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The Absurdity of Rahm Emanuel’s Fixation on Chuy Garcia’s Enlace Budget Deficit

The mayor’s hammering away at Garcia over several hundred thousand dollars in deficit at the nonprofit Enlace Chicago is incredibly dishonest.

BY Micah Uetricht

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It was probably smart for Rahm Emanuel to hit his challenger with this charge. It made for a good opportunity to score a point against Garcia. The thing is, as the mayor well knows, it’s ludicrous.

In tonight’s Chicago mayoral debate at Chicago’s public television station WTTW, Rahm Emanuel and host Phil Ponce (who is also, it turns out, the mayor’s neighbor) made much of the “deficits totaling more than $470,000” for two years at the end of Jesus “Chuy” Garcia's time at the community organization Enlace Chicago, where he worked as executive director.

First reported in the Chicago Sun-Times by Dan Miholapolous, Emanuel and his team clearly planned to make it a major talking point, as the mayor brought a copy of the organization’s 990 tax form to hold up for dramatic effect. Garcia didn’t handle the question particularly well—while he emphasized that the organization grew considerably under his watch, he appeared to split hairs, saying “a deficit is not a debt”—which, while true, requires a little bit of explanation that Garcia couldn't give in the middle of a debate.

It was probably smart for Rahm Emanuel to hit his challenger with this charge. It made for a good opportunity to score a point against Garcia, the mayor waving the tax form around while insisting that Chuy’s profligate fiscal ways at the helm of a nonprofit will be replicated at the city level if he wins the runoff election. (It probably would have been the night’s most memorable moment if it hadn’t been overshadowed by Ponce’s incredibly callous question about Chuy’s son’s past gang involvement.)

The thing is, as the mayor well knows, it’s ludicrous.

Far be it from me to lecture Mayor Emanuel about the way finance works—unlike him, I’ve never worked as an investment banker; I’m just a humble magazine editor. But as he well knows, sometimes it’s smart to run a deficit as an organization—whether a nonprofit or a business—if that organization is growing and the deficit is manageable.

If your organization is expanding, meeting and exceeding your goals, implementing a number of important programs, all of that—it may actually be a good idea to run a deficit. In some moments, you’d probably be an irresponsible organizational head not to run a deficit, if you found yourself in a situation where your organization could rapidly expand its impact or your business could increase its market share. One nonprofit assistance web site even has a page devoted to the subject of deficits for nonprofits entitled, “When is a deficit OK?” 

Garcia said that during his time as Enlace’s head, the organization expanded hugely, going from a single paid employee to over 100 part- and full-timers; by all accounts, the organization is now in the black and has a budget of several million dollars. This is what the much-vaunted “job creators”—for-profit businesses—do all the time: run up a manageable deficit on the way achieving full fiscal health. The deficit that Garcia ran at Enlace apparently hasn't been too difficult for the organization to get out of.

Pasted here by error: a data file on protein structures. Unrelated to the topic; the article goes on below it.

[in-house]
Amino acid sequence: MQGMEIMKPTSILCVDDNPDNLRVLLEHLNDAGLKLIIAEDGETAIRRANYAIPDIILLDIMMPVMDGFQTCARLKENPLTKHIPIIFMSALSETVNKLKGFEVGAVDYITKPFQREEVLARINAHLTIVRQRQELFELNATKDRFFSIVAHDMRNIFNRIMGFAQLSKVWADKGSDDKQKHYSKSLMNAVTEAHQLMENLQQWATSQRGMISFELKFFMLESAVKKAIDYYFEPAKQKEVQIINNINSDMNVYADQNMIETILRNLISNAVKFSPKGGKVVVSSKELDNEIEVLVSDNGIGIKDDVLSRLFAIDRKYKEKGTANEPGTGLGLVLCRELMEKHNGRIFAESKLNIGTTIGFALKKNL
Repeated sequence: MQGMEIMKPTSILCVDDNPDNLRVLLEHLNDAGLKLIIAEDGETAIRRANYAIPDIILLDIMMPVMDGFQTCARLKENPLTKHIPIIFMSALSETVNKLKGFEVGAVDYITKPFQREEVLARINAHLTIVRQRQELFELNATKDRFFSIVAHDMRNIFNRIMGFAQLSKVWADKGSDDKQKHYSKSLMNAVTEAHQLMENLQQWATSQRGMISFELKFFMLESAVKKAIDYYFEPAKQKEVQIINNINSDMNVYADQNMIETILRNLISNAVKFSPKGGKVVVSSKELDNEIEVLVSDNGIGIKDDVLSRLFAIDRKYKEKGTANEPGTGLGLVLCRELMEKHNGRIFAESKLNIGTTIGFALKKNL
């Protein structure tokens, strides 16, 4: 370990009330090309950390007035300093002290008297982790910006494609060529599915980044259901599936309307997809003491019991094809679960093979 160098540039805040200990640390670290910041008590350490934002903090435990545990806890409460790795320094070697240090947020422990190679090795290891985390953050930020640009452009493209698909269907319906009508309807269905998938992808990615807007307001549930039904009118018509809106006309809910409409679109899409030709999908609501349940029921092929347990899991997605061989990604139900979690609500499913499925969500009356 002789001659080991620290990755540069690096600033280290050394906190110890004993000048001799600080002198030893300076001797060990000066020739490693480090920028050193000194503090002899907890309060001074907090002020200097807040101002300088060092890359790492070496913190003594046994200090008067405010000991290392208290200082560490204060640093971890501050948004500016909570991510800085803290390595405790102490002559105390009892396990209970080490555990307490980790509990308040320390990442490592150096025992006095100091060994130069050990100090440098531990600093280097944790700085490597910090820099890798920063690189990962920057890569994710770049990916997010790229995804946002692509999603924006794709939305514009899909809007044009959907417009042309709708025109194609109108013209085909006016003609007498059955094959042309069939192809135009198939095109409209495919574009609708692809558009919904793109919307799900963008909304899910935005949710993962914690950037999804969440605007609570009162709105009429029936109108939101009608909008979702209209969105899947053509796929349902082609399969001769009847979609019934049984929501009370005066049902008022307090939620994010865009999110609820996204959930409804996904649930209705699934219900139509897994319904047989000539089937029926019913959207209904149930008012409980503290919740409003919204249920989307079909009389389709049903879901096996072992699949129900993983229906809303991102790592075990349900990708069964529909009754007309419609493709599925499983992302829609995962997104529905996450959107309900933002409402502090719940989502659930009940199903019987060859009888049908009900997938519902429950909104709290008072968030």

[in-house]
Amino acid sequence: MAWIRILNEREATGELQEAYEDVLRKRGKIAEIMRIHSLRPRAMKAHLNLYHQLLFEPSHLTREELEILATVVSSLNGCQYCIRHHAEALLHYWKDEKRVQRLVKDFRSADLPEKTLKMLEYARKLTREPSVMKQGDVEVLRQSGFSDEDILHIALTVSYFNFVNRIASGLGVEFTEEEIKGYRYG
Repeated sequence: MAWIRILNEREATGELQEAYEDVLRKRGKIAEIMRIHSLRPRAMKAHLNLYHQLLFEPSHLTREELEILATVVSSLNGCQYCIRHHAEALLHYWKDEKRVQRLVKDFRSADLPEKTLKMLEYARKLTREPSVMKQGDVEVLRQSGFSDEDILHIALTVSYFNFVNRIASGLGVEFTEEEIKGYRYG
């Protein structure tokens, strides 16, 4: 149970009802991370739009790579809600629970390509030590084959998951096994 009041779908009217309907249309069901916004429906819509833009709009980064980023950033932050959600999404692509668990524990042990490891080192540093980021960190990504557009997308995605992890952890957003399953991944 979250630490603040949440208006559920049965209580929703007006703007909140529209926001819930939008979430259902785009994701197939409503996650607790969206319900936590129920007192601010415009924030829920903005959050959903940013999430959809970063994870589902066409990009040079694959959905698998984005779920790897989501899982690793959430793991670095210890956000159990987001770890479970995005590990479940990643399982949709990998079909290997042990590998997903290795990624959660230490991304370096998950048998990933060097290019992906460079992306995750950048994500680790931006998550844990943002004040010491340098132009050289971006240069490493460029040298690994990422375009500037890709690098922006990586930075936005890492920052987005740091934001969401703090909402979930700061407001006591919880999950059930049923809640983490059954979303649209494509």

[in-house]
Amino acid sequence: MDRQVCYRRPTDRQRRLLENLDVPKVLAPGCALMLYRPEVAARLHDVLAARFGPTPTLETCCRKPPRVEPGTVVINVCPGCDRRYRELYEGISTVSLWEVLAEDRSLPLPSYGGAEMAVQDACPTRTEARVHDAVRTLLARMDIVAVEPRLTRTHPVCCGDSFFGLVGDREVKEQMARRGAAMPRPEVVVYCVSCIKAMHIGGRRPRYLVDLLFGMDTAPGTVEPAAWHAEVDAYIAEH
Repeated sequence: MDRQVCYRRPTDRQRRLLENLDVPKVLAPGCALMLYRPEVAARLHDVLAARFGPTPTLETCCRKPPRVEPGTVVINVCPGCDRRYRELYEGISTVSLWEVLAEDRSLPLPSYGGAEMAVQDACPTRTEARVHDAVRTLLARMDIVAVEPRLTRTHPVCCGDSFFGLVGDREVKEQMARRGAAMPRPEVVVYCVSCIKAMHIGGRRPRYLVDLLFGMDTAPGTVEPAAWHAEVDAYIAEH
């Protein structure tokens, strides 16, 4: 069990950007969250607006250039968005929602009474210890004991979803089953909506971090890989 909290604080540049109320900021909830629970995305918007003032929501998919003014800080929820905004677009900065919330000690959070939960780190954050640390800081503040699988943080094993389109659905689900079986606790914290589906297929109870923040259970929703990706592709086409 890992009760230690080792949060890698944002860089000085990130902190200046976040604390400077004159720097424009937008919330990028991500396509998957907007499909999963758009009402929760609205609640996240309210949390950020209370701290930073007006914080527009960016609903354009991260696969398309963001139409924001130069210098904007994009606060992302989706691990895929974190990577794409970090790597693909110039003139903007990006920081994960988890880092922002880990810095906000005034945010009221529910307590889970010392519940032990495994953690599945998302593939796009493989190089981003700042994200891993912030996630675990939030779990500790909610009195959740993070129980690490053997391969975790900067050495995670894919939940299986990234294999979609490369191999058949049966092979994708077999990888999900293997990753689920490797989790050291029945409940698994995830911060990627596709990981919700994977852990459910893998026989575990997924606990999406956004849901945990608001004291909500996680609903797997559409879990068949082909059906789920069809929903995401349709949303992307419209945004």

But I’m not saying anything Emanuel and his team don’t already know. Like I said, waving around a 990 and talking about Garcia leaving a nonprofit with a deficit makes for an excellent, if dishonest, 140 character-sized talking point.

And it’s smart, because when we’re talking about a couple hundred thousand dollars of deficit for an organization that was growing, we’re not talking about issues like the explosion in the use of bonds to pay for basic city functions—an explosion that is handing staggering amounts of money over to Emanuel’s old colleagues on Wall Street and leaving future generations on the hook for enormous bills.

In a series on the subject, the Chicago Tribune referred to the city’s use of these bonds as part of a “pattern of fiscal recklessness.” The bonds are not debt accrued as part of long-term, infrastructure-building investments in the city, but rather debt taken on to accomplish the city’s most basic functions—keeping the proverbial lights on and sticking future generations with the bill plus interest. And that debt load, according to the Tribune, isn't manageable—it's potentially crushing.

Perhaps Ponce should have asked Emanuel about such “scoop and toss” financial tactics. Perhaps Chuy should’ve brought copies of the Tribune’s “Broken Bonds” series to wave around at Rahm—or at least a page from an “Economics 101” textbook.

In any case, Mayor Emanuel’s fixation on a two-year deficit at Enlace is absurd, and WTTW host Phil Ponce should have known better than to join the pile-on. The deficit Garcia left at Enlace should be a non-issue in the lead-up to the runoff election on April 7.

Micah Uetricht is a contributing editor at In These Times and is a former associate editor and editorial intern at the magazine. He is an associate editor at Jacobin, the author of Strike for America: Chicago Teachers Against Austerity, and has written for the Nation, the Chicago Reader, VICE News, the Guardian and elsewhere. He previously worked as a labor organizer. Follow him on Twitter at @micahuetricht.

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